The Joongang Ilbo article continues to say the government will monitor the situation among students returning from studies abroad.
The ministry is taking “preemptive measures” before a flurry of Koreans studying abroad return home to spend summer vacation here, said Chung Eun-gyung, an official in the disease policy department at the Health Ministry, in a press briefing. She said the measures can be considered “an upgrade from existing ones.”
Measures will focus on explaining what Korean students who have been abroad - particularly those who were studying in the United States and Canada - should look for upon returning home, particularly if they become sick. She stressed that a person who either doesn’t submit quarantine forms or makes false statements will be subject to a maximum one year in prison or a fine of up to 5 million won ($3,939).
The ministry will run advertisements in three Korean newspapers and commercials on one radio station for Koreans in the United States during June 1?15 to encourage them to make voluntary reports to health authorities here within seven days after returning. Four radio stations in Korea already started running similar commercials yesterday and Web portal sites will carry banners on the cautions beginning June 1.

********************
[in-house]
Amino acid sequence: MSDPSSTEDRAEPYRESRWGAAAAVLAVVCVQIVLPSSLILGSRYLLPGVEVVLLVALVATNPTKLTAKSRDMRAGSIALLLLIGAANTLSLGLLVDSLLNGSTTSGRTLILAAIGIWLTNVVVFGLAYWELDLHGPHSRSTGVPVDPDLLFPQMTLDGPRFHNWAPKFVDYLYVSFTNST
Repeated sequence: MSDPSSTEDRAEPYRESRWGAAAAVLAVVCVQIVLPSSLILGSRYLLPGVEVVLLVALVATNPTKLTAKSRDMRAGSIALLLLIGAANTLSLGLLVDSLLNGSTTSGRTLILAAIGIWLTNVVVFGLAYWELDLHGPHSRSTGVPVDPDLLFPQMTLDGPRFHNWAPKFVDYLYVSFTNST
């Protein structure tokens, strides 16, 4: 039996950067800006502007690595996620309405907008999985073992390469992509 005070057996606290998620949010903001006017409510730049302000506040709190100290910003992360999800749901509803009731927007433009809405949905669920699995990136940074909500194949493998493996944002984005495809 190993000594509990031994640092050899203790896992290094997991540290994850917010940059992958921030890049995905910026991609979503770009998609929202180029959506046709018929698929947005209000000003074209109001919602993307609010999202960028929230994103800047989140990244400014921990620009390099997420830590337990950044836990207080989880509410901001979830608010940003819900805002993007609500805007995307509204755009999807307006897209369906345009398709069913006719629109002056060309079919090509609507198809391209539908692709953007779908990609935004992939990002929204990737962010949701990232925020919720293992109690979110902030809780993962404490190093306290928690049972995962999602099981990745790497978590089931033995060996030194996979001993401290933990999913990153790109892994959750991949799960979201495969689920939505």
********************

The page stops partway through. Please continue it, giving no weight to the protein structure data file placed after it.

Again, I'm not saying there's no cause for concern among that orientation group, or no reason to worry that these teachers may have passed the disease on to others. However, remember their rate of infection is so high is because they were first living together during orientation, then healthy and sick were quarantined together. The foreign teaching community isn't more susceptible to swine flu, nor are foreigners---especially suspiciously Caucasian ones---more likely to transmit the disease than others. There is no reason for a school to interrogate its native speaker about his or her whereabouts or activities, or to tell him or her not to mingle with other foreigners.